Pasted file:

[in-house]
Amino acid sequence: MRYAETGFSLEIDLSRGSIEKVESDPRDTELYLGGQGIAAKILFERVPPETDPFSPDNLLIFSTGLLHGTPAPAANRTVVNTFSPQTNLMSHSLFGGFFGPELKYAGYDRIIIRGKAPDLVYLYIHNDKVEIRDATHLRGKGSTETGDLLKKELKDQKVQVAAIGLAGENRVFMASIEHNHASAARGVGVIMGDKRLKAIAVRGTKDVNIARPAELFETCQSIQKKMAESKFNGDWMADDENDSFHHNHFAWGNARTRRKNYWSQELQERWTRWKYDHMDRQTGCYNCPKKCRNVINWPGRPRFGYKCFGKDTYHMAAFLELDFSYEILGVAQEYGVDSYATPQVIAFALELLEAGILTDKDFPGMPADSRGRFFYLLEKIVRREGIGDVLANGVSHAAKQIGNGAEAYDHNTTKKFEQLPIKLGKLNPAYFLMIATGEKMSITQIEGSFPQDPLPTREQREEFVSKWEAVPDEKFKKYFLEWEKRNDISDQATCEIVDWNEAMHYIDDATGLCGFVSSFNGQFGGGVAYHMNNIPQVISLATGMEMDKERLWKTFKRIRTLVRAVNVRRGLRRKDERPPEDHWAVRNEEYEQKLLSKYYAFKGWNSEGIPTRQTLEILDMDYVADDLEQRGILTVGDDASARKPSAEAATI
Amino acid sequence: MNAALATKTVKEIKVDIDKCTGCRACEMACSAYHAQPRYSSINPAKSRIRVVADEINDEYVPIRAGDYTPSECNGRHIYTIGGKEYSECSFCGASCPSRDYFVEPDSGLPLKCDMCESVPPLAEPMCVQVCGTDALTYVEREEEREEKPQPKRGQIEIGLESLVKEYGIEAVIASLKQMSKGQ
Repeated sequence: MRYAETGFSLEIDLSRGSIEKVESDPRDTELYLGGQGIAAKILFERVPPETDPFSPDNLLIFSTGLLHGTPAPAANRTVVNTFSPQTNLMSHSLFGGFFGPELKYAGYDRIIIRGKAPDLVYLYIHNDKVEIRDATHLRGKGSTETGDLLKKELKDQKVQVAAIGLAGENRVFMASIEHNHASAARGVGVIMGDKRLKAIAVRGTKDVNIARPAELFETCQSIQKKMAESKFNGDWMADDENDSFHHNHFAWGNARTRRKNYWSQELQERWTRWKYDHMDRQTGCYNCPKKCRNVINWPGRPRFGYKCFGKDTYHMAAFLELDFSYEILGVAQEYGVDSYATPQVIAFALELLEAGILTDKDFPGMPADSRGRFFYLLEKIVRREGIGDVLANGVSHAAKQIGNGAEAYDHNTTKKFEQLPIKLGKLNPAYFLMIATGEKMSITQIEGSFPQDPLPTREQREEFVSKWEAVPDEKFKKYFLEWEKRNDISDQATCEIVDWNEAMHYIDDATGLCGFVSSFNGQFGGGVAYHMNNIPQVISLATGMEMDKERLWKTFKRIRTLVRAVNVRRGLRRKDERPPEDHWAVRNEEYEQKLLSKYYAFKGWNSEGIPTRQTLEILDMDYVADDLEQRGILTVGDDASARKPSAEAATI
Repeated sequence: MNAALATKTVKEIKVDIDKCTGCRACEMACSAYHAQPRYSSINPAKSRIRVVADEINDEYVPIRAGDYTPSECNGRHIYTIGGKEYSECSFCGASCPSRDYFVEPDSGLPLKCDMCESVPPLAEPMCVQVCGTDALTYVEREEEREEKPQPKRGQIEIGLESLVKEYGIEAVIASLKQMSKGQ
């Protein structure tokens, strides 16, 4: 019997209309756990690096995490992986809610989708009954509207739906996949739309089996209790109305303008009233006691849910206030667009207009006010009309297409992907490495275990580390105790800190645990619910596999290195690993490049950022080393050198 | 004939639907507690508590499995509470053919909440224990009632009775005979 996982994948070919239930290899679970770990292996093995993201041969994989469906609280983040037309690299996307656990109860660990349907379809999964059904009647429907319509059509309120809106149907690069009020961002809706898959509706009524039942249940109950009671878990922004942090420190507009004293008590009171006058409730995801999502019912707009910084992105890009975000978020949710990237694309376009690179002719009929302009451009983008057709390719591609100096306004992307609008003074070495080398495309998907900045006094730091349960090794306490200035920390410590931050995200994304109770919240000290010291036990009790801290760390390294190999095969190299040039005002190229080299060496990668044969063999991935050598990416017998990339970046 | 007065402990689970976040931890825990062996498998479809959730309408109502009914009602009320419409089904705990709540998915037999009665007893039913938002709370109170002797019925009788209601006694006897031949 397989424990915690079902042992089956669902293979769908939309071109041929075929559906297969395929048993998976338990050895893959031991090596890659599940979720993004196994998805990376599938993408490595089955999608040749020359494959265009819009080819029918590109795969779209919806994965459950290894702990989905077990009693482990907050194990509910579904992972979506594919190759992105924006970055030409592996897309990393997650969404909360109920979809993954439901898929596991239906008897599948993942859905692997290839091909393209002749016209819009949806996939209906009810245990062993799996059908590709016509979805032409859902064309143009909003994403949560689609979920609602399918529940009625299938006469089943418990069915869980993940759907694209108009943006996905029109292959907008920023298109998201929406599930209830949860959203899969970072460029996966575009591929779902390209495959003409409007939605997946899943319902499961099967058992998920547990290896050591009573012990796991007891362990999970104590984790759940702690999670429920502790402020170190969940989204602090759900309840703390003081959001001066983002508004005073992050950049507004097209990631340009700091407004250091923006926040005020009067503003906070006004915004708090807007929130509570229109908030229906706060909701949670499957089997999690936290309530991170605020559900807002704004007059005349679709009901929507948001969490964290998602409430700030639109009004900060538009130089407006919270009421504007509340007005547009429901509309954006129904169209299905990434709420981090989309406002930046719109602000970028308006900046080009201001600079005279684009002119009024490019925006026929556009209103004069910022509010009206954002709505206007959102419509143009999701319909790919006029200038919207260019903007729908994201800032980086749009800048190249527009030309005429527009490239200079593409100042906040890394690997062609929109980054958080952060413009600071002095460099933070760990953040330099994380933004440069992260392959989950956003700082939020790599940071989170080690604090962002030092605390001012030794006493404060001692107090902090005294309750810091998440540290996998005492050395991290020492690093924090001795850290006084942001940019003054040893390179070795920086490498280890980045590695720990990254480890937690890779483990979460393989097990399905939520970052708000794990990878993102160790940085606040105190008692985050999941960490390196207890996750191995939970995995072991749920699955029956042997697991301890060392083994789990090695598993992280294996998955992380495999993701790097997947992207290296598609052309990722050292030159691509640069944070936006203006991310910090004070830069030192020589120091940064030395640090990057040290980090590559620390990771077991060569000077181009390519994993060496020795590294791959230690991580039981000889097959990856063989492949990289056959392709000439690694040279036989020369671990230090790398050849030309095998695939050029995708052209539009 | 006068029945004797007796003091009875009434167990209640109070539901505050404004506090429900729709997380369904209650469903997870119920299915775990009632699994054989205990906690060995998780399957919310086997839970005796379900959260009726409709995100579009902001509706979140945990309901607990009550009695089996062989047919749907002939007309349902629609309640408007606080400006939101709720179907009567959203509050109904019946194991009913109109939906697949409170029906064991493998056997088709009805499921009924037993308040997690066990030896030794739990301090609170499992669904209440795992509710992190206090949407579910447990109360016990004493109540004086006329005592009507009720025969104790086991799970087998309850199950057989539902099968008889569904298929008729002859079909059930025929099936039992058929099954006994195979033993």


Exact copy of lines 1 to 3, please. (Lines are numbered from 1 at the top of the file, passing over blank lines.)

[in-house]
Amino acid sequence: MRYAETGFSLEIDLSRGSIEKVESDPRDTELYLGGQGIAAKILFERVPPETDPFSPDNLLIFSTGLLHGTPAPAANRTVVNTFSPQTNLMSHSLFGGFFGPELKYAGYDRIIIRGKAPDLVYLYIHNDKVEIRDATHLRGKGSTETGDLLKKELKDQKVQVAAIGLAGENRVFMASIEHNHASAARGVGVIMGDKRLKAIAVRGTKDVNIARPAELFETCQSIQKKMAESKFNGDWMADDENDSFHHNHFAWGNARTRRKNYWSQELQERWTRWKYDHMDRQTGCYNCPKKCRNVINWPGRPRFGYKCFGKDTYHMAAFLELDFSYEILGVAQEYGVDSYATPQVIAFALELLEAGILTDKDFPGMPADSRGRFFYLLEKIVRREGIGDVLANGVSHAAKQIGNGAEAYDHNTTKKFEQLPIKLGKLNPAYFLMIATGEKMSITQIEGSFPQDPLPTREQREEFVSKWEAVPDEKFKKYFLEWEKRNDISDQATCEIVDWNEAMHYIDDATGLCGFVSSFNGQFGGGVAYHMNNIPQVISLATGMEMDKERLWKTFKRIRTLVRAVNVRRGLRRKDERPPEDHWAVRNEEYEQKLLSKYYAFKGWNSEGIPTRQTLEILDMDYVADDLEQRGILTVGDDASARKPSAEAATI
Amino acid sequence: MNAALATKTVKEIKVDIDKCTGCRACEMACSAYHAQPRYSSINPAKSRIRVVADEINDEYVPIRAGDYTPSECNGRHIYTIGGKEYSECSFCGASCPSRDYFVEPDSGLPLKCDMCESVPPLAEPMCVQVCGTDALTYVEREEEREEKPQPKRGQIEIGLESLVKEYGIEAVIASLKQMSKGQ